Neighbor of the Month

Neighbor of the Month – November 2014

We are delighted to introduce you to Carl E. Dickerson as part of our “Neighbor of the Month” series-an effort started last November to highlight Elysian Valley residents and stakeholders. It is our sincere hope that doing so contributes in some fashion to better know one another, build, grow and appreciate the make-up of our community.  The NW thanks Carl Dickerson for his contribution to EV.  If you missed our earlier recognitions (Robert Garcia, Frank & Lucy, Raul Martinez, Bob Berg, Pauline Pritchett, Ronald Muir, Susan Campos, Mrs. Lau Wong Svi Ching, Tracy Stone & Allen Anderson), we invite you to refer to past listings on the EVNW website.
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Carl E. Dickerson was born in McKeesport, Pennsylvania in 1938.  He grew up in the small town of Duquesne, Pennsylvania—a steel town during the hay day of Pittsburg as the steel center of the world.  This was a blue collar town where 90% of men worked in steel mills to support the nation’s steel consumption and the going war effort.

Carl’s dad was a steel worker, union leader and treasurer of local CIO Steel Workers Union.  He too was the financial secretary of the Black Elks fraternity.  His mom dedicated herself to raising four boys at home.  During the Eisenhower administration, Carl remembers his mom working as a maid for approximately a year during a steel strike that had men unemployed. When asked what he remembers most about his early upbringing, Carl remarks “always having a job.”  “I did everything from collecting fallen coal from passing freight train cars alongside our house, to shining shoes and having an early morning paper route at age 10.”

Carl left town at the age of 17 to attend Lincoln University in 1956 where he earned his BS degree in 1960.  He stopped units short of a Master degree from Temple University.  Carl went on to teach high school biology and chemistry and also worked as a health inspector.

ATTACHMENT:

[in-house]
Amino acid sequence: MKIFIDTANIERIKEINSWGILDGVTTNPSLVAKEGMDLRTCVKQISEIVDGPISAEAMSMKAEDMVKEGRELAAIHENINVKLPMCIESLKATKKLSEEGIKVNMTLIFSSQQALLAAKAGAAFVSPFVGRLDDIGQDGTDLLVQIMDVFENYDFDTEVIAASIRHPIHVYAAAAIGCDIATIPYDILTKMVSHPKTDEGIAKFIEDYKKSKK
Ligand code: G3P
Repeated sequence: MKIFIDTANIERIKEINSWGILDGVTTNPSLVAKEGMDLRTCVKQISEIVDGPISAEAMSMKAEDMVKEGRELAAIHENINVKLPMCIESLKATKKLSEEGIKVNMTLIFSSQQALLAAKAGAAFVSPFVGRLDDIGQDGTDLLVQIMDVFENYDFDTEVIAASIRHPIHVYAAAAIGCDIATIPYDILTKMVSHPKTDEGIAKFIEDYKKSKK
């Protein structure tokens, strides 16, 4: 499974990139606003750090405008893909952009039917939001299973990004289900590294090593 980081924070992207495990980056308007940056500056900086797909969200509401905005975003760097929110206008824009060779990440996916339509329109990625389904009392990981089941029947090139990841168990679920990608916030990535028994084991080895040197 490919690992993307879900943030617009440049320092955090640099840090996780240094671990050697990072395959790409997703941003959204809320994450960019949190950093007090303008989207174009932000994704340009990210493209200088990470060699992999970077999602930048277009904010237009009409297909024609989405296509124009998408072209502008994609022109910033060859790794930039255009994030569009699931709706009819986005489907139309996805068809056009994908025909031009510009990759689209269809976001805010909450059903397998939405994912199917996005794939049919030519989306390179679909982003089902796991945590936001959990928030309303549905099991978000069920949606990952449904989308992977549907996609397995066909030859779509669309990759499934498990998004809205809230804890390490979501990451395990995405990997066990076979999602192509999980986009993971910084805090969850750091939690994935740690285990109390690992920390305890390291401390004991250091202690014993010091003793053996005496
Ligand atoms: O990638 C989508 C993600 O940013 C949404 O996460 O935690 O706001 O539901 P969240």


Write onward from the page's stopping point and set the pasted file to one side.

Carl always knew he would go to college.  He remembers being the only black kid in all of his early classes.  When talking German in 10th grade, all of his classmates were sons and daughters of East European steel working immigrant families from Czechoslovakia, Russia and Poland.“I was really more fortunate than most guys to have had two exceptional parents who instilled in me honesty and a very strong work ethic.  These qualities were equally present in my grandparents.  I was brought up with the adage that I had to be twice as good to be even.”

Carl’s three younger brothers too became college educated and very accomplished.  Two of his brothers earned PhD degrees and went on to teach at Williams College, Dartmouth, Carleton and Vanderbilt University.  His other brother now deceased went on to retire in management from the JC Penney Co.“We knew we had to work hard and perform well to provide our families and their families an even chance to go forward”, says Carl.  He is glad that today’s kids don’t have to work as hard “to get an even shake”.  The Dickerson family evolution to excellence began with his great-grandfather, a Mulatto slave in or about 1864.  “When you hear stories from your great-grandfather about when he was somebody else’s property, you are motivated to overachieve.”

Carl married at age 26, his now wife of 50 years, is a registered public health nurse serving underprivileged communities.  Both are proud parents of two girls.  Carl moved West in 1964 to run the health department for Kodiak Island, Alaska for an annual base salary of $7,200.00.  He was motivated by a desire to make more money, to achieve and to make his parents feel proud.  With a stop in San Francisco, and both he and his wife falling in love with the place, their journey to Alaska fell short.  Responding to ads for teachers in nuclear science and civil defense, Carl was hired by the University of California, becoming only 1 of 6 people in the State to teach early responders how to survive a nuclear attack during the Cold War with Russia, which in essence called for assured mutual destruction.  He did this work for two years.

In 1963, Carl and his wife attended the Civil Rights March on Washington. Carl considers Mr. Clarance Jones—then Dr. Martin Luther King Jr.’s lawyer and today a Scholar resident professor at Stanford University— as one of his closest friends.